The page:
Scandal! Christine Lagarde, managing director of the IMF, pays no tax! How can this be when she’s lecturing more Greeks to pay tax!?! Story from The Guardian here.

Sony Kapoor, so often the voice of reason throughout the Eurozone crisis on Twitter, stated “IMF staff don’t, period!” prompting all kinds of follow up on Twitter, bringing EU officials into the mix too.

For me there are two issues here: the first, and frivolous one, concerns Lagarde herself. IMF (and indeed UN) rules mean officials there do not pay tax in the country in which they are resident, and so be it. Looks odd, but those are the rules. She is not paying tax because she does not have to. The second issue is to why is this the case and – importantly – what should be done about it.

Let’s start first of all at the national level.

If you’re a national civil servant, working in a regular ministry in France or the UK or anywhere else you pay tax like anyone else. You are an employee of the state, but you pay tax like anyone else. So when I worked for the Department of Trade and Industry (DTI) in the UK (as was, now it’s BIS) I earned in the region of £28000 a year, and took home a net salary of about £21400 or £1780/month. This leads to two issues: practical and ethical. Essentially the state was paying DTI cash, a portion of which was then returned to HM Revenue and Customs. At an administrative, practical level is this sensible? Would it not be simpler to just pay me £21400? I don’t know. But at an ethical level it is surely better I see the gross and net payments. As a taxpayer I can have some grip on how much I am contributing to the collective endeavours of the state, and I have something I can compare with friends working outside the public administration. So – on balance – civil servants paying national taxation, rather than just getting a net salary, seems to make sense.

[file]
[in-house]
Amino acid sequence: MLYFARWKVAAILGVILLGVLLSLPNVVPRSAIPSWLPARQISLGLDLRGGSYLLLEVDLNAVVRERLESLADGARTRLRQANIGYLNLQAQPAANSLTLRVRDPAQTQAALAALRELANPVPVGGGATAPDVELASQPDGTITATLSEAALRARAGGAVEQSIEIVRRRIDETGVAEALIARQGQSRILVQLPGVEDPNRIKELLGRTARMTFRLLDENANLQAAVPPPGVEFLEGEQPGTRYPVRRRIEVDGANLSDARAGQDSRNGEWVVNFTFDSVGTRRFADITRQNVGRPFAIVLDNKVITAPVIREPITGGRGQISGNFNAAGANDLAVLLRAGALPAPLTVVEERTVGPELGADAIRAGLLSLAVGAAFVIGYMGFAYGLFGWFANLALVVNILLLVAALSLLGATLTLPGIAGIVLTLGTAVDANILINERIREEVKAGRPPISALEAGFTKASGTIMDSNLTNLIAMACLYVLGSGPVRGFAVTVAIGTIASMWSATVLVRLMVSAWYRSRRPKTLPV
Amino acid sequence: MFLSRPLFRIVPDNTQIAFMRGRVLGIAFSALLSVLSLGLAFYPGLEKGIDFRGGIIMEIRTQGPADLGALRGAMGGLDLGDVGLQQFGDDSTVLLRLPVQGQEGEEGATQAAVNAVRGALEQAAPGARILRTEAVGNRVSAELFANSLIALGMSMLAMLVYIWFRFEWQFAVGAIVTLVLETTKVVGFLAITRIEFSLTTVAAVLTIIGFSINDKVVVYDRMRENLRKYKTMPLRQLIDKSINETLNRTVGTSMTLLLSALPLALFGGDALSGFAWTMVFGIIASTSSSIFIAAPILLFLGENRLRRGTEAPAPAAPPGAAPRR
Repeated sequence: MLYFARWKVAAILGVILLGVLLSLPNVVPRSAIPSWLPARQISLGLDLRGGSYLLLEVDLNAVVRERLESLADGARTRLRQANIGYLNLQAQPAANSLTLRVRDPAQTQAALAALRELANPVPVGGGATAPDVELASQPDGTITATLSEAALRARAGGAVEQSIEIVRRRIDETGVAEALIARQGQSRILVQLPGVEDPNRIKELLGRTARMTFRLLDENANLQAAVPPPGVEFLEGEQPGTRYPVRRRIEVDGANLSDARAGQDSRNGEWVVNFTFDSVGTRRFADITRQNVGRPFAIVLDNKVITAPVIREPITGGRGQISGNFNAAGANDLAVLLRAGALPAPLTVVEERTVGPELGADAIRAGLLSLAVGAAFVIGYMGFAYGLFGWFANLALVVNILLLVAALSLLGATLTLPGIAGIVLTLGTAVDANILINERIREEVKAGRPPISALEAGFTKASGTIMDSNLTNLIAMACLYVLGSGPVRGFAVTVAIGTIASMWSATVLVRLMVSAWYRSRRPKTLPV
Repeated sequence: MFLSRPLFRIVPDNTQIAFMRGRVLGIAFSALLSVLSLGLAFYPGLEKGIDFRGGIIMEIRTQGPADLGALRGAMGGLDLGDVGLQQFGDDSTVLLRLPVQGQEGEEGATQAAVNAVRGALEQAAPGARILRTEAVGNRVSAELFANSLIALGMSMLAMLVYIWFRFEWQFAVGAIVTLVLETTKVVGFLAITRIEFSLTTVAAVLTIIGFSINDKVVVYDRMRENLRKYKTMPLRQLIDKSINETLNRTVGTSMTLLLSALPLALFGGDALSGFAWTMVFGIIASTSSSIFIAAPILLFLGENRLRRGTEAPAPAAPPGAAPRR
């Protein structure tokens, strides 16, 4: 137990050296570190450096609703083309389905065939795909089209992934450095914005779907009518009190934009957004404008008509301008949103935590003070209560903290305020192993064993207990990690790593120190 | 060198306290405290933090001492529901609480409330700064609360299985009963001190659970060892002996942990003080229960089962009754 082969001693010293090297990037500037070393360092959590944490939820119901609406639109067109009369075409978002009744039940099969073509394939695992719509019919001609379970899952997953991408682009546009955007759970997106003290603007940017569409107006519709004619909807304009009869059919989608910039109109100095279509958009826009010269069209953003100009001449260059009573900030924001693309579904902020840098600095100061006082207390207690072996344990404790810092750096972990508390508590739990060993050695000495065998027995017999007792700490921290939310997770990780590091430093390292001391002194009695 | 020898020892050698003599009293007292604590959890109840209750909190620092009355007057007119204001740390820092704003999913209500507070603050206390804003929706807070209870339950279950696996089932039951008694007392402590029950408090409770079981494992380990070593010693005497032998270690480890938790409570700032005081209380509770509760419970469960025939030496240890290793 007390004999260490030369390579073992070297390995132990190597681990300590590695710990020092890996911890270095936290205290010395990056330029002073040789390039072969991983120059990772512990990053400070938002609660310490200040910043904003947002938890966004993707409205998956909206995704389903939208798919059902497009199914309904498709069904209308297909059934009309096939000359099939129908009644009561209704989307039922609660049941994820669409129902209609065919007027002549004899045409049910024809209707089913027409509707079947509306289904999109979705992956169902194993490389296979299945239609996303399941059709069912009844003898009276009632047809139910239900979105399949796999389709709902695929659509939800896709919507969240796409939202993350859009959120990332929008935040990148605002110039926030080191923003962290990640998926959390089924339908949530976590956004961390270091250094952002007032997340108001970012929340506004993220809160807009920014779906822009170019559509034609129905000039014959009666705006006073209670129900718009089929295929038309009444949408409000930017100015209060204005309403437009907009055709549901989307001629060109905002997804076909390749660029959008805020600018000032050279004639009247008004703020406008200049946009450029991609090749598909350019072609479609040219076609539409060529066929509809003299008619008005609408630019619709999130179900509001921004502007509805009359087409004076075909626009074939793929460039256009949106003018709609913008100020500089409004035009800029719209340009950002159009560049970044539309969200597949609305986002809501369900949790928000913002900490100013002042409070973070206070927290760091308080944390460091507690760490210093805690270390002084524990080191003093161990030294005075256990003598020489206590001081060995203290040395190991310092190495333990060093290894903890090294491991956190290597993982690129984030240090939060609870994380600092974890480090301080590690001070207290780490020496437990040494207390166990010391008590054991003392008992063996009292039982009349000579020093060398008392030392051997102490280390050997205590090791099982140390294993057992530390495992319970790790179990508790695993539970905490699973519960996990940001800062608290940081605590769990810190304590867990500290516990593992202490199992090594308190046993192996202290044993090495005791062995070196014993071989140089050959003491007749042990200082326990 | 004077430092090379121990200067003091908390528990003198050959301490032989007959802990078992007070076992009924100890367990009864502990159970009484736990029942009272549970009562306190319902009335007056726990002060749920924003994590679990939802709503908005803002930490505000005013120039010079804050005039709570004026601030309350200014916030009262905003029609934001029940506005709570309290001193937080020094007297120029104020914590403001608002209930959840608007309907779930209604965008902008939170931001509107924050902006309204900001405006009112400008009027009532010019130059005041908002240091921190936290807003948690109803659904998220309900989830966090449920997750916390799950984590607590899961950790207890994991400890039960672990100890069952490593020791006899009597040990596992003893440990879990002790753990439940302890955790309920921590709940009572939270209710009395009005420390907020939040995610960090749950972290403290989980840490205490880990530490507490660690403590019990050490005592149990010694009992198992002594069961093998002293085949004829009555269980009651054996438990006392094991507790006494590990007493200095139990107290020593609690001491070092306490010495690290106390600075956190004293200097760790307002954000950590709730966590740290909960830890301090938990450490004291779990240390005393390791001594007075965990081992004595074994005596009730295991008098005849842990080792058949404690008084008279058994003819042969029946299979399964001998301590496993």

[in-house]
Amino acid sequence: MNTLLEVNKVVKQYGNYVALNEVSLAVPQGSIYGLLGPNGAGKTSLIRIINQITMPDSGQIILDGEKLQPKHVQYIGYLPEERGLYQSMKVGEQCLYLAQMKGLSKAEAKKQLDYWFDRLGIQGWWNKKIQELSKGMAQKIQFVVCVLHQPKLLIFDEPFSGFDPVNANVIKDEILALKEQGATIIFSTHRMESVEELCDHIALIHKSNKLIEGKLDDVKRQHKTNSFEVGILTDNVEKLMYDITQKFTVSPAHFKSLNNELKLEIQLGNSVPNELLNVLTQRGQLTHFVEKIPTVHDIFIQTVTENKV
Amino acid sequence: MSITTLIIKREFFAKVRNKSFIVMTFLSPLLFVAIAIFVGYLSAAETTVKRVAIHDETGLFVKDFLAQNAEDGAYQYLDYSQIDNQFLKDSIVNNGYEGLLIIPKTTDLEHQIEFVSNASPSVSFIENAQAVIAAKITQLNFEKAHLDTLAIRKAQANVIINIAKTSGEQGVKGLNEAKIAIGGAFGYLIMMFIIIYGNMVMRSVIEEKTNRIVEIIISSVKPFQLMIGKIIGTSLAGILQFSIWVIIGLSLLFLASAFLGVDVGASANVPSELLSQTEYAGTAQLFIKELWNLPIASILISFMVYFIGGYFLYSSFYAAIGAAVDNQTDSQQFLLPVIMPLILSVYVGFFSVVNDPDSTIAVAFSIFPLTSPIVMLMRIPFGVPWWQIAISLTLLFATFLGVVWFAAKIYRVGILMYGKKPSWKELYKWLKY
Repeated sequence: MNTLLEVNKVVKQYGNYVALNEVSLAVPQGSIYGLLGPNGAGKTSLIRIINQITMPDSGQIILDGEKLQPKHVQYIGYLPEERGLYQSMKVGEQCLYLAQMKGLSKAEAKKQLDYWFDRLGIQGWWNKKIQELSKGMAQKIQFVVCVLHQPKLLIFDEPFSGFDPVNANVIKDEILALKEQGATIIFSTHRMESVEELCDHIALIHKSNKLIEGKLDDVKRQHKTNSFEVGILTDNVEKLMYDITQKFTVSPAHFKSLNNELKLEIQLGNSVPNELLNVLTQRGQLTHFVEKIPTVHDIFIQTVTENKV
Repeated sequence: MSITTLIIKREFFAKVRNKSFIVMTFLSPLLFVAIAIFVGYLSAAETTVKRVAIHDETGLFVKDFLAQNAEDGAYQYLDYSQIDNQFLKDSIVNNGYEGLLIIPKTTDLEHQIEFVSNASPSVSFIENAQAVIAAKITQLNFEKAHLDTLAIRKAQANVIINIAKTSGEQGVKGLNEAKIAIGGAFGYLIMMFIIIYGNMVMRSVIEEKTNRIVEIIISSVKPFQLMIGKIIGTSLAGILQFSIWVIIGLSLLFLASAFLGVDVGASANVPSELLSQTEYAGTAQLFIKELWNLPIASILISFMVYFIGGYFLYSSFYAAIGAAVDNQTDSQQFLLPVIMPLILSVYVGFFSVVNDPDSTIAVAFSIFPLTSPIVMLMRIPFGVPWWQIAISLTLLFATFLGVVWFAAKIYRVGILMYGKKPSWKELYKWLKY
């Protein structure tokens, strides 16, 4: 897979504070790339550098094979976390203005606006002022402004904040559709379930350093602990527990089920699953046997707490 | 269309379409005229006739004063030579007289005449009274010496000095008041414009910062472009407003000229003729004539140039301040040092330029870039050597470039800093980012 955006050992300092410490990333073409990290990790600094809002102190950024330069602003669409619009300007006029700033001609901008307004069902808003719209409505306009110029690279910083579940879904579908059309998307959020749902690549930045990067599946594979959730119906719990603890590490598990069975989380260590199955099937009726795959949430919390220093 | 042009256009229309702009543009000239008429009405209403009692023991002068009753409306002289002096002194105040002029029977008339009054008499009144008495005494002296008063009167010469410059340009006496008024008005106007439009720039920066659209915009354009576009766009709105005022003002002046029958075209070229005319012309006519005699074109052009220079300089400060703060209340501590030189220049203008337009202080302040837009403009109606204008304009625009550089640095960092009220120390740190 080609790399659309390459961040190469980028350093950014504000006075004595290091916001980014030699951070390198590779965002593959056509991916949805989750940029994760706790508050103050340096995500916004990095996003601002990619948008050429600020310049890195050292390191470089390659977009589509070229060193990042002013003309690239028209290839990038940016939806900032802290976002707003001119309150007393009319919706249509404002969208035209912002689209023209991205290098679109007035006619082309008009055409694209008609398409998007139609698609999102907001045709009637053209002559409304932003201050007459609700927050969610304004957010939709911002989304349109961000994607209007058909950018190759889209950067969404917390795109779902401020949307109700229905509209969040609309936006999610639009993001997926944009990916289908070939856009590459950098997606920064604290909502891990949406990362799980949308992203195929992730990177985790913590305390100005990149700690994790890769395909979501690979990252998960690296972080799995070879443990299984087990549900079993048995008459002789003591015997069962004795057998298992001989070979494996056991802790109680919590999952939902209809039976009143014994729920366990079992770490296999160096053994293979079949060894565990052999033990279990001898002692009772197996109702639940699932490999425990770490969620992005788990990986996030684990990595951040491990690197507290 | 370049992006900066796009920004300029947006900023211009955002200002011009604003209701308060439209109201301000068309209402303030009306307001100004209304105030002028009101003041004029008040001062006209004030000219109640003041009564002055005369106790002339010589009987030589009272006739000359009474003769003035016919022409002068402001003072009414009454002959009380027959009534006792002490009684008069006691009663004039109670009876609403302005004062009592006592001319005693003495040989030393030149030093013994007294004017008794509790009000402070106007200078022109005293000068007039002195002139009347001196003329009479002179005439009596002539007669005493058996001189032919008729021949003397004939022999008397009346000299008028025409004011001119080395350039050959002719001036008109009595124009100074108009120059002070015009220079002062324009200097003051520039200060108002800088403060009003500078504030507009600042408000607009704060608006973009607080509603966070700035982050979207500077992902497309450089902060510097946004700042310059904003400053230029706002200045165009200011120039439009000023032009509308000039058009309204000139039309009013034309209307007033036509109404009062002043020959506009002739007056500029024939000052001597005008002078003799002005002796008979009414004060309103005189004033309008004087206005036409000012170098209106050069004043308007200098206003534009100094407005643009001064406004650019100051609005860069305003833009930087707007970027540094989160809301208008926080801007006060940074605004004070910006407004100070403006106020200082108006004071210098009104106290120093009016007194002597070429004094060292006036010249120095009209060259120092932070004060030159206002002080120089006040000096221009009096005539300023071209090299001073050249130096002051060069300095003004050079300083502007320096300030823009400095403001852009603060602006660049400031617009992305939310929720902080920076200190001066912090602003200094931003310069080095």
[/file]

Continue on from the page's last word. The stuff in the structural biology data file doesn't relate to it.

Then try to apply this internationally. I’m going to try to do this on the basis of the principles of taxation, not Article 34 of the Vienna convention.

Where should Lagarde actually pay tax? She is resident in Washington D.C., as most of the IMF’s staff are. So it would make sense that taxation relating to her residence there – local tax for maintenance of the streets, refuse collection etc. should be paid. Taxation relating to her residence there, in so far as this impacts her everyday life, should also be levied – for hospitals, schools and police for example.

But then it gets a bit more murky. What about social security? As a posted official she would not be entitled to unemployment assistance in the USA in the event of the termination of her contract. Likewise she would not be likely to reside in the USA after retirement, so it could be argued that pensions contributions – in so far as these are managed by a state – are superfluous.

Add onto that the language complexities of international posting, most notable in for the children of EU officials in Brussels, who can send their children to Commission-run European schools rather than to local state funded Belgian ones. Should these officials then contribute to the education budget of the Belgian state? (in reality these schools are paid for from the Commission’s community tax – see bottom of this page). In Brussels there is the additional complexity that institutions do not pay local tax on office space, a matter that caused controversy when the Commission moved into the Madou Tower, located in one of the poorest communes in Belgium. Undoubtedly there will be similar complexities in Washington D.C., Geneva and anywhere else with major international institutions.